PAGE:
Australian man saves woman from shark by grabbing tail

A Great White Shark
Image caption Elyse Franckom was attacked by a shark as she led a swim with dolphins

A swimmer saved a young woman who was attacked by a shark, off the coast of western Australia, by grabbing it by the tail, rescuers have said.

The shark, which had bitten 19-year-old Elyse Frankcom, let go of her, they added.

The anonymous swimmer then brought Ms Frankcom to the surface and got her on board a boat.

She is said to be in a stable condition after undergoing six hours of surgery in hospital.

One of the first rescuers on the scene, Fremantle Sea Rescue senior skipper Frank Pisani, said of the swimmer: "He certainly was instrumental in making this a good outcome."

The shark attacked on Saturday as Ms Frankcom led a group of tourists on a swim with dolphins from a boat sailing off Garden Island, about 50km (30 miles) from Perth.

The 3m-long shark, which has not been definitively identified but is believed to be a Great White, came up from the bottom of the water and bit her.

Mr Pisani said: "As the shark bit her, it brushed aside a fairly large male who grabbed hold of the tail of the shark, which then made it let go.

"The girl then started to sink to the bottom and he grabbed her and brought her to the surface and got her back on board the boat."

Image caption Elyse Franckom said she was doing what she loved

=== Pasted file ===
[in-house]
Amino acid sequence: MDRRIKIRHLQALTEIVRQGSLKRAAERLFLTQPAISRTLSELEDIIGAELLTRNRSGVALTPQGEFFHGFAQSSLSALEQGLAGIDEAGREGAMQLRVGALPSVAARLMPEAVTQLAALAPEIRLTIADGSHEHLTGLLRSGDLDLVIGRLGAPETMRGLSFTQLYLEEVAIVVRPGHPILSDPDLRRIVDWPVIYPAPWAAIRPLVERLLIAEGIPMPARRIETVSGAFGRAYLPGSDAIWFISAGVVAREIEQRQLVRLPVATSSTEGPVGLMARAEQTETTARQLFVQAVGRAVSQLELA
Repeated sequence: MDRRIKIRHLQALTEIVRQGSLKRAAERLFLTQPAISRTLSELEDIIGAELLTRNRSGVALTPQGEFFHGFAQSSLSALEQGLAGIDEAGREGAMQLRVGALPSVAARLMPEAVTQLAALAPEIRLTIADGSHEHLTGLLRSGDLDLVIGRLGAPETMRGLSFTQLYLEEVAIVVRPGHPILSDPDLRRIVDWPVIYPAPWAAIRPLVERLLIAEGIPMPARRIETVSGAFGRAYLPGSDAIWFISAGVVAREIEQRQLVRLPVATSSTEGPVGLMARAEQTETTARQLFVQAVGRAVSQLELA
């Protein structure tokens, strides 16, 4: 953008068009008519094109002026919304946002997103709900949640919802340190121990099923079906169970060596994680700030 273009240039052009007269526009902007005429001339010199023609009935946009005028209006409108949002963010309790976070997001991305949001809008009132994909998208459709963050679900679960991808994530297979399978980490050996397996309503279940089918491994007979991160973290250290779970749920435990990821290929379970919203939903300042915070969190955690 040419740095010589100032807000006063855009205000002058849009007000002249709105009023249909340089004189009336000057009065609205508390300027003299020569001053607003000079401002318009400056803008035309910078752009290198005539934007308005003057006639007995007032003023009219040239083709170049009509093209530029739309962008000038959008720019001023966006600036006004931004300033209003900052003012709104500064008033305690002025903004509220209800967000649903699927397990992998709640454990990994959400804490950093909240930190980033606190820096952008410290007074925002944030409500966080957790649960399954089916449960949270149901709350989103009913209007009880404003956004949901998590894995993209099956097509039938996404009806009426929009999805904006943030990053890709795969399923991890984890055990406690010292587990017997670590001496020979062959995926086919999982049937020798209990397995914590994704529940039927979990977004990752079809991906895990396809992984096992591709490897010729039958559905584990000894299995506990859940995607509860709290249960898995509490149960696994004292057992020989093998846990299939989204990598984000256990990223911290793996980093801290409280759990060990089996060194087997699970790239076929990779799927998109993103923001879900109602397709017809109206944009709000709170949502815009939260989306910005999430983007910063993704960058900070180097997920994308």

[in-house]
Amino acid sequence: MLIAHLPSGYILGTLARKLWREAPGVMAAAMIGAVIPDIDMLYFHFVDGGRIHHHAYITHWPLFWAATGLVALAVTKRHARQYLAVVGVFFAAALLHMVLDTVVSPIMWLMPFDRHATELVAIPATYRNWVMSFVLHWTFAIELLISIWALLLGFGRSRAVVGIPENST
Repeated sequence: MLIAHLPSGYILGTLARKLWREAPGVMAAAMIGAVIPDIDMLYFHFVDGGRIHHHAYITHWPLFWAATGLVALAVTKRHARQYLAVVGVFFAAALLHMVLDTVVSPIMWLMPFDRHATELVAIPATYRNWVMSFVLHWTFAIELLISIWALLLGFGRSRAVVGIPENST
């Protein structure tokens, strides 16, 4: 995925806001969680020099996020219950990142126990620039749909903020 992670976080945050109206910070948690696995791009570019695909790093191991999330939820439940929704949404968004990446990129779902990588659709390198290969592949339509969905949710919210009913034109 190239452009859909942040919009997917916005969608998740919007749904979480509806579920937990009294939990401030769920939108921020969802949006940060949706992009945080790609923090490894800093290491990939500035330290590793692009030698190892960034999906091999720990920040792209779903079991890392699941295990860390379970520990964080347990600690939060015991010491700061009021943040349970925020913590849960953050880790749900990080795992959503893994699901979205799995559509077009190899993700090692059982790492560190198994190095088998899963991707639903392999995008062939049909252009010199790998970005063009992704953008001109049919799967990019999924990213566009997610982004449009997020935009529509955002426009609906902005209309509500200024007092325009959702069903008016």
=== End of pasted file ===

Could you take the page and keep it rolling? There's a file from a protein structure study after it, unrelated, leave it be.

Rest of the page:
He said Ms Frankcom apparently had bites on both thighs. She was flown to hospital by helicopter.

Shark's tooth removed

The man, who was taking part in the swim, refused to speak to journalists when the tour boat returned to dock, other than to say: "No comment, thank you. It's cool. All I want is the girl to be OK."

More than 30 people, including several children, were on board the boat at the time of the attack.

Ms Frankcom was working for Rockingham Wild Encounters, which organises boat and swimming trips, from a town south of Perth.

Terry Houston, from the company, said: "They pulled a shark tooth out of her butt, so Elyse is pretty proud of that. She's got that as a bit of a memento."

She had recently posted a message on her Facebook page saying: "If I get attacked or die, at least I die happy and doing the thing I love."

Sharks are a common feature of Australian waters but, according to the Australian Shark Attack File, attacks are rare with only 53 fatalities in the last half-century.

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